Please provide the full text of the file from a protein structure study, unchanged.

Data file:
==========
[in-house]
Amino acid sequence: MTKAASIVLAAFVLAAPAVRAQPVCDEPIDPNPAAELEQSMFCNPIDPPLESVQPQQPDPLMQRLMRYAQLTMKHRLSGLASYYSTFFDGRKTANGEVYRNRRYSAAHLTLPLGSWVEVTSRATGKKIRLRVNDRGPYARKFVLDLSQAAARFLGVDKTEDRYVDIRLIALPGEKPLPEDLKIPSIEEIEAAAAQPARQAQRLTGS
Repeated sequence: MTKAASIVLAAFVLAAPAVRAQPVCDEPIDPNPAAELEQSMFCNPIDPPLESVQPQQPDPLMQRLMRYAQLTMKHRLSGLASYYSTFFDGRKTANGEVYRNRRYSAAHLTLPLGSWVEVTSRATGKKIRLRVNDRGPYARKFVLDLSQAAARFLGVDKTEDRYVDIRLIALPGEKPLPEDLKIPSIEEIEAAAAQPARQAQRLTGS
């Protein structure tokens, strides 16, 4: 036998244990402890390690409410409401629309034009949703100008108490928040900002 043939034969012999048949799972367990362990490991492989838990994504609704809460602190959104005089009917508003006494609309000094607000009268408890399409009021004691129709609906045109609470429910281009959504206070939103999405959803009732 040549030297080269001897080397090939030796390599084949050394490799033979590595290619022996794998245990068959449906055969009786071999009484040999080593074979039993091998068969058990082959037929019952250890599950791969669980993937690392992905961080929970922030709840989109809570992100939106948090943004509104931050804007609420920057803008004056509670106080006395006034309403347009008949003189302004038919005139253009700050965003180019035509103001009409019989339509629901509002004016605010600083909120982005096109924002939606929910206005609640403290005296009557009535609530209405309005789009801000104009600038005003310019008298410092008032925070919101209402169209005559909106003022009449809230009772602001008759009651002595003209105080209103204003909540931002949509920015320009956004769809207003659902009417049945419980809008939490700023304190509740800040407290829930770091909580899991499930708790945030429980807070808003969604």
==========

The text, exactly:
[in-house]
Amino acid sequence: MTKAASIVLAAFVLAAPAVRAQPVCDEPIDPNPAAELEQSMFCNPIDPPLESVQPQQPDPLMQRLMRYAQLTMKHRLSGLASYYSTFFDGRKTANGEVYRNRRYSAAHLTLPLGSWVEVTSRATGKKIRLRVNDRGPYARKFVLDLSQAAARFLGVDKTEDRYVDIRLIALPGEKPLPEDLKIPSIEEIEAAAAQPARQAQRLTGS
Repeated sequence: MTKAASIVLAAFVLAAPAVRAQPVCDEPIDPNPAAELEQSMFCNPIDPPLESVQPQQPDPLMQRLMRYAQLTMKHRLSGLASYYSTFFDGRKTANGEVYRNRRYSAAHLTLPLGSWVEVTSRATGKKIRLRVNDRGPYARKFVLDLSQAAARFLGVDKTEDRYVDIRLIALPGEKPLPEDLKIPSIEEIEAAAAQPARQAQRLTGS
């Protein structure tokens, strides 16, 4: 036998244990402890390690409410409401629309034009949703100008108490928040900002 043939034969012999048949799972367990362990490991492989838990994504609704809460602190959104005089009917508003006494609309000094607000009268408890399409009021004691129709609906045109609470429910281009959504206070939103999405959803009732 040549030297080269001897080397090939030796390599084949050394490799033979590595290619022996794998245990068959449906055969009786071999009484040999080593074979039993091998068969058990082959037929019952250890599950791969669980993937690392992905961080929970922030709840989109809570992100939106948090943004509104931050804007609420920057803008004056509670106080006395006034309403347009008949003189302004038919005139253009700050965003180019035509103001009409019989339509629901509002004016605010600083909120982005096109924002939606929910206005609640403290005296009557009535609530209405309005789009801000104009600038005003310019008298410092008032925070919101209402169209005559909106003022009449809230009772602001008759009651002595003209105080209103204003909540931002949509920015320009956004769809207003659902009417049945419980809008939490700023304190509740800040407290829930770091909580899991499930708790945030429980807070808003969604």